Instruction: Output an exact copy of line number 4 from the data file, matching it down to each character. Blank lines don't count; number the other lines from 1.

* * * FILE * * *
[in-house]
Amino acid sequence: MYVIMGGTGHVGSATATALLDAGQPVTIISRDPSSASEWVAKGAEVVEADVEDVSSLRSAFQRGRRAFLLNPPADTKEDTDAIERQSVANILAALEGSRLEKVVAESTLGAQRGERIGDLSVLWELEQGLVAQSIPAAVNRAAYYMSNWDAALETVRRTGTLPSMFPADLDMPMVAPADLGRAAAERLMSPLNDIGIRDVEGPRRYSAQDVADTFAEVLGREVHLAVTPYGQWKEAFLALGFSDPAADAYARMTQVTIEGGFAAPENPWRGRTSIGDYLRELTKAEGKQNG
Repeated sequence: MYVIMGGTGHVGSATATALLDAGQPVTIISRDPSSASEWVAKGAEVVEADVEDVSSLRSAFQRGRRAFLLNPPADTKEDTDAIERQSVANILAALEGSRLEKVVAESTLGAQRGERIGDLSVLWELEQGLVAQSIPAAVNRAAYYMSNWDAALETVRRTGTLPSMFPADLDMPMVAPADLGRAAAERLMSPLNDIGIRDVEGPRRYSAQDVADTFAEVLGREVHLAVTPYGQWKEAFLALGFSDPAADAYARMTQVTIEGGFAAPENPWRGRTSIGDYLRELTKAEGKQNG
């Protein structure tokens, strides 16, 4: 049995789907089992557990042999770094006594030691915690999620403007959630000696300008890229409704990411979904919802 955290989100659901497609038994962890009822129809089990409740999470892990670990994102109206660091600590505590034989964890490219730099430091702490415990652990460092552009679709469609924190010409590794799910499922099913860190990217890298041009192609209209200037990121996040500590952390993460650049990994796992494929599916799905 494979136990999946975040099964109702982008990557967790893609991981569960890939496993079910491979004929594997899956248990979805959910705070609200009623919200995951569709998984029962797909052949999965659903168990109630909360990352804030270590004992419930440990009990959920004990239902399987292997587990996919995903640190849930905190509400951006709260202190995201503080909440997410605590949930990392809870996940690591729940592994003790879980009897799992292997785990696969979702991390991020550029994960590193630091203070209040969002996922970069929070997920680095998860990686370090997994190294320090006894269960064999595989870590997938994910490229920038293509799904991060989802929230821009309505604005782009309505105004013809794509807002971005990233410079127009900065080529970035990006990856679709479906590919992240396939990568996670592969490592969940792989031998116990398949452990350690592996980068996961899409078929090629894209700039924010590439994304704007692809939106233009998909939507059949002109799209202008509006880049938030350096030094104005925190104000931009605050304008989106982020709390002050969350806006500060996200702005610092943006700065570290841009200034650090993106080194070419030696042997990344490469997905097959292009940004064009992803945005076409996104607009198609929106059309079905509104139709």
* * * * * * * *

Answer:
């Protein structure tokens, strides 16, 4: 049995789907089992557990042999770094006594030691915690999620403007959630000696300008890229409704990411979904919802 955290989100659901497609038994962890009822129809089990409740999470892990670990994102109206660091600590505590034989964890490219730099430091702490415990652990460092552009679709469609924190010409590794799910499922099913860190990217890298041009192609209209200037990121996040500590952390993460650049990994796992494929599916799905 494979136990999946975040099964109702982008990557967790893609991981569960890939496993079910491979004929594997899956248990979805959910705070609200009623919200995951569709998984029962797909052949999965659903168990109630909360990352804030270590004992419930440990009990959920004990239902399987292997587990996919995903640190849930905190509400951006709260202190995201503080909440997410605590949930990392809870996940690591729940592994003790879980009897799992292997785990696969979702991390991020550029994960590193630091203070209040969002996922970069929070997920680095998860990686370090997994190294320090006894269960064999595989870590997938994910490229920038293509799904991060989802929230821009309505604005782009309505105004013809794509807002971005990233410079127009900065080529970035990006990856679709479906590919992240396939990568996670592969490592969940792989031998116990398949452990350690592996980068996961899409078929090629894209700039924010590439994304704007692809939106233009998909939507059949002109799209202008509006880049938030350096030094104005925190104000931009605050304008989106982020709390002050969350806006500060996200702005610092943006700065570290841009200034650090993106080194070419030696042997990344490469997905097959292009940004064009992803945005076409996104607009198609929106059309079905509104139709």